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The Importance Of Buy In

Date - 30 October 2016/ Category - Be A Conductor
be a conductor

There were some studies done in the 60s towards how people react to being told to do something.

The conclusions were that people perform worse when being monitored, and even worse when they can’t pick their reward in return for being monitored.

Yet these simple observations haven’t filtered through to basic management tactics because no one understands the importance of buy in.

Teams find that their remuneration is imposed rather than agreed and that managers tend to order them around rather than ask them to do something.

Part of the reason for this is because people misunderstand the nature of incentive and reward. Most text books tell you to find out what incentivises people and build a remuneration structure around that.

Managers think that by making a remuneration structure it works; it doesn’t.

You see you can’t rock up to your staff and go, “I need this doing by Friday, and here’s your reward” because as they discovered back in the 60s, people suffer from the effects of being measured and not picking their reward structure.

Instead if you’re going to manage a team you need to get some buy in. That means changing the way you talk to people.

You can’t just bark orders, you need to ask people to help. That’s all it is.

You would say “I need this doing by Friday; do you think you can do it?” and when they say yes then you’re in.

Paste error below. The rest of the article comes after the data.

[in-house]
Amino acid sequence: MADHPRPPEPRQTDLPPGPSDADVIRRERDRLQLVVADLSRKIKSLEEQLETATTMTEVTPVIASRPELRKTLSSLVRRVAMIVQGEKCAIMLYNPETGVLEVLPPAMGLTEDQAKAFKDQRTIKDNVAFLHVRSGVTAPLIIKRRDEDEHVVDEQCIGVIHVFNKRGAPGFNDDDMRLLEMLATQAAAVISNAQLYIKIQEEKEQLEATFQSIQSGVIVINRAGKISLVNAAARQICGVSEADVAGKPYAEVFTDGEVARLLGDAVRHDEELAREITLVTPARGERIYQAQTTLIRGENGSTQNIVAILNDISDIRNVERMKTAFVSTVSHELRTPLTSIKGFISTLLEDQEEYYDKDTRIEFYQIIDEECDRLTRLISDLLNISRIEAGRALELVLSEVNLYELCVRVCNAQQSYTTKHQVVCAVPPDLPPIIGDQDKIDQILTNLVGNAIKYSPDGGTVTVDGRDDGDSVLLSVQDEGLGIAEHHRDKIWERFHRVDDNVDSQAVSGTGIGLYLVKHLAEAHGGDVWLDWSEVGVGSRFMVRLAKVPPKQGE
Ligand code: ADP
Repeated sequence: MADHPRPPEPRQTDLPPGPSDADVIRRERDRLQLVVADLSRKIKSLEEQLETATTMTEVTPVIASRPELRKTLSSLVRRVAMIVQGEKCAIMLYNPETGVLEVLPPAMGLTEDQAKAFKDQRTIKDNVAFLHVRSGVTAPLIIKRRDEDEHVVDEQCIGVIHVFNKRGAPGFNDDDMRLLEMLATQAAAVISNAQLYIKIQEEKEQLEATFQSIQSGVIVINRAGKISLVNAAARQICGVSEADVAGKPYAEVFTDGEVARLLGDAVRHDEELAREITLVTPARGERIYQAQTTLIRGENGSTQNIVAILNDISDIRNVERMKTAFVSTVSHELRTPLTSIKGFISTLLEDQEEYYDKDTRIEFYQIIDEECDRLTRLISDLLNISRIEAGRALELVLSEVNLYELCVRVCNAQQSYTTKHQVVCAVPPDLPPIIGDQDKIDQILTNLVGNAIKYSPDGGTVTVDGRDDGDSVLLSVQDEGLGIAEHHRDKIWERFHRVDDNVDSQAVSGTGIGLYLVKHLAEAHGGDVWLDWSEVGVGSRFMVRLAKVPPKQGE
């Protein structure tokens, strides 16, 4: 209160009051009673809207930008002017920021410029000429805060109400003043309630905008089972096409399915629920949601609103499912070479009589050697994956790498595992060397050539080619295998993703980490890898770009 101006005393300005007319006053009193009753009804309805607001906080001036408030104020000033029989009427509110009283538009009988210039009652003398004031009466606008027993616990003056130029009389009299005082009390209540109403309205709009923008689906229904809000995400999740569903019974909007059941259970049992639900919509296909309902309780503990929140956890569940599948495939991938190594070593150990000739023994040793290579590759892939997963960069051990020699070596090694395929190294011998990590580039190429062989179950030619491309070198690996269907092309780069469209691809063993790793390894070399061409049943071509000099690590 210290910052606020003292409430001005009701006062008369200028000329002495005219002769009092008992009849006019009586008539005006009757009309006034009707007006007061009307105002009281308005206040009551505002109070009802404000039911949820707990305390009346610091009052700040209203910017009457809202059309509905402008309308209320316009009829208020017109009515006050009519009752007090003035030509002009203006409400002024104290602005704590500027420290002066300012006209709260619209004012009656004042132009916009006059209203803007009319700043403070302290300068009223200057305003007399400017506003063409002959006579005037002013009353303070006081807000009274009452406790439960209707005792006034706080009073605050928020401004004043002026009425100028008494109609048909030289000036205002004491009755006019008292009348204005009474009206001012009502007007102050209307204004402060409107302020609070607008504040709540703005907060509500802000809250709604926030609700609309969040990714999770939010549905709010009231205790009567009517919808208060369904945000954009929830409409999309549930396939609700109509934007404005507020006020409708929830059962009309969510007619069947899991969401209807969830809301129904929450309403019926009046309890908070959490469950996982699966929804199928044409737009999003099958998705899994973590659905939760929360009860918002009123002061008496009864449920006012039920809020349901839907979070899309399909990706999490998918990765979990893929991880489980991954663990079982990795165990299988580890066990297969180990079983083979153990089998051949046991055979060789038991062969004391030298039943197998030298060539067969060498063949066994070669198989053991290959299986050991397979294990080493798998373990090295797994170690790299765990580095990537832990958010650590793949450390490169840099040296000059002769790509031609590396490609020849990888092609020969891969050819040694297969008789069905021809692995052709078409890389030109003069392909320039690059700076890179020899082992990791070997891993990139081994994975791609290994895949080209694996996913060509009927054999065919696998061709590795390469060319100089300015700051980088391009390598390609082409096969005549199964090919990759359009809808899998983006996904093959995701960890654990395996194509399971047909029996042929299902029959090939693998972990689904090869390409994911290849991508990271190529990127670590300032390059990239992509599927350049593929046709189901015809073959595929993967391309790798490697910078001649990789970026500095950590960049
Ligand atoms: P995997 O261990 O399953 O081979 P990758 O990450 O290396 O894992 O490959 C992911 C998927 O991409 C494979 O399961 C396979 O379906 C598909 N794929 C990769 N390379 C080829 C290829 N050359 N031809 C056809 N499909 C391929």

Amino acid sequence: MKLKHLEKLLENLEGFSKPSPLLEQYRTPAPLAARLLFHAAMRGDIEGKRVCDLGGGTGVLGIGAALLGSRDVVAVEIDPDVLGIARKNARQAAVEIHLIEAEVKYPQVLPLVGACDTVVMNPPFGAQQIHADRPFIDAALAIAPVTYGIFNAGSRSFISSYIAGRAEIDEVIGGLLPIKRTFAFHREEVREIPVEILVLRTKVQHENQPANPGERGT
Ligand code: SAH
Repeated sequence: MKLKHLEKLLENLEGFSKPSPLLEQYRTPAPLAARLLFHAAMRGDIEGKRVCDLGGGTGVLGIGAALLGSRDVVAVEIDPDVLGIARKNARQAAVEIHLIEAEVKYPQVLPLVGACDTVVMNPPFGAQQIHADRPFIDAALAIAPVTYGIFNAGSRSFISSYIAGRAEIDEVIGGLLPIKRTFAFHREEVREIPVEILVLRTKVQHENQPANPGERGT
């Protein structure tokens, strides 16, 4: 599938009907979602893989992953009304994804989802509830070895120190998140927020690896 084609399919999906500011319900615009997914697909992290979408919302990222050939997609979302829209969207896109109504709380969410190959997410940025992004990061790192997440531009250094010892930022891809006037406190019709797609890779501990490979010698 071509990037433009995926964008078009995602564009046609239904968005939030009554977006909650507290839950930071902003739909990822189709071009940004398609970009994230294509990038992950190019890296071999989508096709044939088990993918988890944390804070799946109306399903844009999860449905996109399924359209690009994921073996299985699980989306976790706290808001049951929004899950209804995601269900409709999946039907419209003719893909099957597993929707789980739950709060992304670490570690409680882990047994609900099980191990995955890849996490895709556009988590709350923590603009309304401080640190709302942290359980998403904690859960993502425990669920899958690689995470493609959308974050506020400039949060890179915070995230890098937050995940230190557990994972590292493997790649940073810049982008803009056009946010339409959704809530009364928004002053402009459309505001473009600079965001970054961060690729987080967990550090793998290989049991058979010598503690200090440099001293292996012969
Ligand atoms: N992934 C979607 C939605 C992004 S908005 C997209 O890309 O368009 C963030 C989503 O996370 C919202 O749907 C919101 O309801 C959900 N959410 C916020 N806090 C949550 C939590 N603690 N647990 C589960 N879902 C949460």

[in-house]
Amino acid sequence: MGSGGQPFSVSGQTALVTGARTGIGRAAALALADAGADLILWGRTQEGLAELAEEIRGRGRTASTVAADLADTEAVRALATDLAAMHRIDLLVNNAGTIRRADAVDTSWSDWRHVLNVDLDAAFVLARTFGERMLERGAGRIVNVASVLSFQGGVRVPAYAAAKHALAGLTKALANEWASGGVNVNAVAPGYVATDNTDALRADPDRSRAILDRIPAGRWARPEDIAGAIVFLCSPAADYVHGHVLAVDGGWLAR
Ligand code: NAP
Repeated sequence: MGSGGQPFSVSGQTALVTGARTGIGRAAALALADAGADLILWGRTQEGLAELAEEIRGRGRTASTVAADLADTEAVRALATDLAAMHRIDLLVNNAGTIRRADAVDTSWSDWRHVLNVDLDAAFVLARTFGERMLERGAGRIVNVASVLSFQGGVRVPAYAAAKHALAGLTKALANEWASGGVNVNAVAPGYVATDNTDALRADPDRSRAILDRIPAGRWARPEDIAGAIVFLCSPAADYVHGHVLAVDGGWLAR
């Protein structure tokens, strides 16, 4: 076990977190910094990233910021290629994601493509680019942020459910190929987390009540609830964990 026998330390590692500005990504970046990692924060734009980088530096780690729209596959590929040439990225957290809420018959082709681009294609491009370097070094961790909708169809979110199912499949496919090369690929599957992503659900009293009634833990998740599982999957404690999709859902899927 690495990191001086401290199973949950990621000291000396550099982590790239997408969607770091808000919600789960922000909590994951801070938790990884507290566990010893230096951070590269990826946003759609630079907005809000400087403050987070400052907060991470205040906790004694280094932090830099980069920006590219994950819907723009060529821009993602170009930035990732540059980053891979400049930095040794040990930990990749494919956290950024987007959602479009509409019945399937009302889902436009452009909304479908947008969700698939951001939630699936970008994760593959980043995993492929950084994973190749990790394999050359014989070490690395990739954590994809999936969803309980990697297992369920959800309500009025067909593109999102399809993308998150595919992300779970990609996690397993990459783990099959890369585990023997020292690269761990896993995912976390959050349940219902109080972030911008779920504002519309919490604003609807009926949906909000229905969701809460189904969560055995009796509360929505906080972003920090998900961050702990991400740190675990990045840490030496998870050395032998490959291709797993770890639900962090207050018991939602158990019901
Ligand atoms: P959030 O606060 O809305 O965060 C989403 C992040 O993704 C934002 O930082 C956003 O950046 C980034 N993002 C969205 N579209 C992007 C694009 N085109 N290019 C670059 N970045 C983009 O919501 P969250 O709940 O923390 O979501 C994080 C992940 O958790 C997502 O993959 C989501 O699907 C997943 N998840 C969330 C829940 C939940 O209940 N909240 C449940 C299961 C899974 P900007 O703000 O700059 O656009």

Add to this a clear remuneration structure and you’re on to a winner. Employees don’t think like entrepreneurs. While entrepreneurs like uncertainty, an employee craves definite rewards.

Rather than saying you might get a big reward, fix you remuneration against small chunks. Don’t say “I’ll give you £100 if you get 100 sales” when you can say “”I’ll give you £1 per sale”.

The smaller chunks are easily countable and don’t seem far off.

If you’re constantly changing your remuneration structure it leads to discontent. Your staff will crave a smaller remuneration that’s definite than one that’s larger but fluid.

It’s like being down the pub and someone asks you to mind their drink; as soon as you say yes you’re much more committed than if someone mutters it to you and walks off.

In the same way, if a friend says mind my drink and I will give you a beer for every 5 minutes I’m gone, you’ll get a much better service than if you offer to give them a full dinner if you’re gone for 30 minutes.

The fact is people like definite small chunks that they commit to over huge vague rewards that are given to them.

Chapter Summary:

• Get people to buy in to what you ask them to do
• Give them clear rewards that are earned in small chunks.

Read our next blog post “Conductors without a team”.

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buy in, rewards,